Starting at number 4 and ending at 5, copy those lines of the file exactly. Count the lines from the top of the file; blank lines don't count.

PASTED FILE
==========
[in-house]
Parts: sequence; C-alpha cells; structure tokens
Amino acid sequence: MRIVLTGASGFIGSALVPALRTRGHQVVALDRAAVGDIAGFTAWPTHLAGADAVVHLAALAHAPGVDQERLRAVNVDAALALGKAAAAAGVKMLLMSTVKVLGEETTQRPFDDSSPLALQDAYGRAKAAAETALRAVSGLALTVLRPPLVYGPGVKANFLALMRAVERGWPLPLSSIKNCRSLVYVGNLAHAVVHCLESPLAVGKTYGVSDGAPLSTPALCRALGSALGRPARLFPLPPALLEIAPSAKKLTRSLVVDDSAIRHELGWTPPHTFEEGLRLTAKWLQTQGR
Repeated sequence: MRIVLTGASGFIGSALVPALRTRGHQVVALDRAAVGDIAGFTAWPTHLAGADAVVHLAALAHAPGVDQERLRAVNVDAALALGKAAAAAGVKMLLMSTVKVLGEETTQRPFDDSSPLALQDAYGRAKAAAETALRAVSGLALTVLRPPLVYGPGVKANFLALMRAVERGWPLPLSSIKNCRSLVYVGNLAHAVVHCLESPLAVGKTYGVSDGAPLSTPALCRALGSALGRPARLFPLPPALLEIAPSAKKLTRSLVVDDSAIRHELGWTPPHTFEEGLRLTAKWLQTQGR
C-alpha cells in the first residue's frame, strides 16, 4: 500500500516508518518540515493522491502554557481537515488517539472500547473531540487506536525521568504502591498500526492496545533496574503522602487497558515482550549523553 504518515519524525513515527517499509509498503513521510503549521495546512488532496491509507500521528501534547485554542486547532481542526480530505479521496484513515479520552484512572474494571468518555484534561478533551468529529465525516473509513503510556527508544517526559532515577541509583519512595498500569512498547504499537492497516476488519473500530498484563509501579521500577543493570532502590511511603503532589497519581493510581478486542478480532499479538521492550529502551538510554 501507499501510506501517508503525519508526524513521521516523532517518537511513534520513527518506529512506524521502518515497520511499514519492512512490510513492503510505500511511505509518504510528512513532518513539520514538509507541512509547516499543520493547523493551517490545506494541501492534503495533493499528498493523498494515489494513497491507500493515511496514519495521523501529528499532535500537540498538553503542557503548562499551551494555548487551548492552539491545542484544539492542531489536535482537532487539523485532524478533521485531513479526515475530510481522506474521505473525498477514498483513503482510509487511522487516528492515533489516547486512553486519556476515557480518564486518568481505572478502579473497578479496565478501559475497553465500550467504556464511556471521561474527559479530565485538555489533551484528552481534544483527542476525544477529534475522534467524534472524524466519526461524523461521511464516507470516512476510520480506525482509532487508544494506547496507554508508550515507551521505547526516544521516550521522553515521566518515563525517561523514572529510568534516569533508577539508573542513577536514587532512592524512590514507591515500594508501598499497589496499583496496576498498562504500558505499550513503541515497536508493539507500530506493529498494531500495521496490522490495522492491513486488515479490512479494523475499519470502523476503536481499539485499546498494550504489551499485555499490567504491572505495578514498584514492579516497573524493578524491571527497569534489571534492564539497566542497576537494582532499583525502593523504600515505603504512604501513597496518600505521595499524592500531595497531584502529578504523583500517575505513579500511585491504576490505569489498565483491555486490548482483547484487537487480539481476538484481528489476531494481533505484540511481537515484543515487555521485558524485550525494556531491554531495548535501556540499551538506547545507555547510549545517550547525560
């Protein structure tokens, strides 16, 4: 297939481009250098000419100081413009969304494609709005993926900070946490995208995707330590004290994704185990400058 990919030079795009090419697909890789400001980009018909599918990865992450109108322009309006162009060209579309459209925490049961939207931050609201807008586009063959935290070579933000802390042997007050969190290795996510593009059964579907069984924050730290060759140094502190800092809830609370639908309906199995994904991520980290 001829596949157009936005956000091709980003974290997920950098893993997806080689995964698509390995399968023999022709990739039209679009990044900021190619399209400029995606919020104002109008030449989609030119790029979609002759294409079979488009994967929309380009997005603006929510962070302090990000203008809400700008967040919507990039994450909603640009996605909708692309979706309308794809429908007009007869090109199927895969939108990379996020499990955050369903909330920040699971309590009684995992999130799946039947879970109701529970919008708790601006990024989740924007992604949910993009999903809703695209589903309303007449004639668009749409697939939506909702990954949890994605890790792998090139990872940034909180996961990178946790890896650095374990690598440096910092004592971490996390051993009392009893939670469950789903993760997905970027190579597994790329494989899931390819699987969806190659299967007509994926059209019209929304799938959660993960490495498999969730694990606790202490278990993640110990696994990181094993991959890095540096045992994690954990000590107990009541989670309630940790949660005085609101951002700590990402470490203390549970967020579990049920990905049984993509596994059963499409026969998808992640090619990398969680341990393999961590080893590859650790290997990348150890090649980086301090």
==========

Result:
Repeated sequence: MRIVLTGASGFIGSALVPALRTRGHQVVALDRAAVGDIAGFTAWPTHLAGADAVVHLAALAHAPGVDQERLRAVNVDAALALGKAAAAAGVKMLLMSTVKVLGEETTQRPFDDSSPLALQDAYGRAKAAAETALRAVSGLALTVLRPPLVYGPGVKANFLALMRAVERGWPLPLSSIKNCRSLVYVGNLAHAVVHCLESPLAVGKTYGVSDGAPLSTPALCRALGSALGRPARLFPLPPALLEIAPSAKKLTRSLVVDDSAIRHELGWTPPHTFEEGLRLTAKWLQTQGR
C-alpha cells in the first residue's frame, strides 16, 4: 500500500516508518518540515493522491502554557481537515488517539472500547473531540487506536525521568504502591498500526492496545533496574503522602487497558515482550549523553 504518515519524525513515527517499509509498503513521510503549521495546512488532496491509507500521528501534547485554542486547532481542526480530505479521496484513515479520552484512572474494571468518555484534561478533551468529529465525516473509513503510556527508544517526559532515577541509583519512595498500569512498547504499537492497516476488519473500530498484563509501579521500577543493570532502590511511603503532589497519581493510581478486542478480532499479538521492550529502551538510554 501507499501510506501517508503525519508526524513521521516523532517518537511513534520513527518506529512506524521502518515497520511499514519492512512490510513492503510505500511511505509518504510528512513532518513539520514538509507541512509547516499543520493547523493551517490545506494541501492534503495533493499528498493523498494515489494513497491507500493515511496514519495521523501529528499532535500537540498538553503542557503548562499551551494555548487551548492552539491545542484544539492542531489536535482537532487539523485532524478533521485531513479526515475530510481522506474521505473525498477514498483513503482510509487511522487516528492515533489516547486512553486519556476515557480518564486518568481505572478502579473497578479496565478501559475497553465500550467504556464511556471521561474527559479530565485538555489533551484528552481534544483527542476525544477529534475522534467524534472524524466519526461524523461521511464516507470516512476510520480506525482509532487508544494506547496507554508508550515507551521505547526516544521516550521522553515521566518515563525517561523514572529510568534516569533508577539508573542513577536514587532512592524512590514507591515500594508501598499497589496499583496496576498498562504500558505499550513503541515497536508493539507500530506493529498494531500495521496490522490495522492491513486488515479490512479494523475499519470502523476503536481499539485499546498494550504489551499485555499490567504491572505495578514498584514492579516497573524493578524491571527497569534489571534492564539497566542497576537494582532499583525502593523504600515505603504512604501513597496518600505521595499524592500531595497531584502529578504523583500517575505513579500511585491504576490505569489498565483491555486490548482483547484487537487480539481476538484481528489476531494481533505484540511481537515484543515487555521485558524485550525494556531491554531495548535501556540499551538506547545507555547510549545517550547525560